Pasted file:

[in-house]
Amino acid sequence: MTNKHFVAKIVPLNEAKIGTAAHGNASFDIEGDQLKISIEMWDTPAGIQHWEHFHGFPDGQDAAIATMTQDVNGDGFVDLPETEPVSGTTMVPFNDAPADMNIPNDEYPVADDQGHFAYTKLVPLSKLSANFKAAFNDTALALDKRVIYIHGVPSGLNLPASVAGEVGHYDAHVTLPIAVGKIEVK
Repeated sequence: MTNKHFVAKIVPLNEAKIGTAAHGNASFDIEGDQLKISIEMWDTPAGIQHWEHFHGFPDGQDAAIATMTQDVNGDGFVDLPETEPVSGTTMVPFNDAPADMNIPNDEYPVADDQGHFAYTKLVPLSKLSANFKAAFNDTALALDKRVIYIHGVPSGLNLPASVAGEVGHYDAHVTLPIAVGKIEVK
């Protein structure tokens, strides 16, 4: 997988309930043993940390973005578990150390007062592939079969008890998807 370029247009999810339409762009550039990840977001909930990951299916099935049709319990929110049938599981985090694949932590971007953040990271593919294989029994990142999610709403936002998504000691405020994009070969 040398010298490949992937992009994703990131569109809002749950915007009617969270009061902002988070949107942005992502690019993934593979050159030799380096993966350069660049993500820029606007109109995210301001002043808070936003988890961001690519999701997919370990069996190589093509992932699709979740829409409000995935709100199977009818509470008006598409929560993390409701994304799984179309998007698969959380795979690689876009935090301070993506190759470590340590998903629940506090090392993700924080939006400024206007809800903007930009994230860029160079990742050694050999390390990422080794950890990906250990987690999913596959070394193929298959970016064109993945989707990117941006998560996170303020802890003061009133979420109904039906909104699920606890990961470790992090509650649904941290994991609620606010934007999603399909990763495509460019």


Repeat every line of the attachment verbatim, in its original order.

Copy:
[in-house]
Amino acid sequence: MTNKHFVAKIVPLNEAKIGTAAHGNASFDIEGDQLKISIEMWDTPAGIQHWEHFHGFPDGQDAAIATMTQDVNGDGFVDLPETEPVSGTTMVPFNDAPADMNIPNDEYPVADDQGHFAYTKLVPLSKLSANFKAAFNDTALALDKRVIYIHGVPSGLNLPASVAGEVGHYDAHVTLPIAVGKIEVK
Repeated sequence: MTNKHFVAKIVPLNEAKIGTAAHGNASFDIEGDQLKISIEMWDTPAGIQHWEHFHGFPDGQDAAIATMTQDVNGDGFVDLPETEPVSGTTMVPFNDAPADMNIPNDEYPVADDQGHFAYTKLVPLSKLSANFKAAFNDTALALDKRVIYIHGVPSGLNLPASVAGEVGHYDAHVTLPIAVGKIEVK
């Protein structure tokens, strides 16, 4: 997988309930043993940390973005578990150390007062592939079969008890998807 370029247009999810339409762009550039990840977001909930990951299916099935049709319990929110049938599981985090694949932590971007953040990271593919294989029994990142999610709403936002998504000691405020994009070969 040398010298490949992937992009994703990131569109809002749950915007009617969270009061902002988070949107942005992502690019993934593979050159030799380096993966350069660049993500820029606007109109995210301001002043808070936003988890961001690519999701997919370990069996190589093509992932699709979740829409409000995935709100199977009818509470008006598409929560993390409701994304799984179309998007698969959380795979690689876009935090301070993506190759470590340590998903629940506090090392993700924080939006400024206007809800903007930009994230860029160079990742050694050999390390990422080794950890990906250990987690999913596959070394193929298959970016064109993945989707990117941006998560996170303020802890003061009133979420109904039906909104699920606890990961470790992090509650649904941290994991609620606010934007999603399909990763495509460019």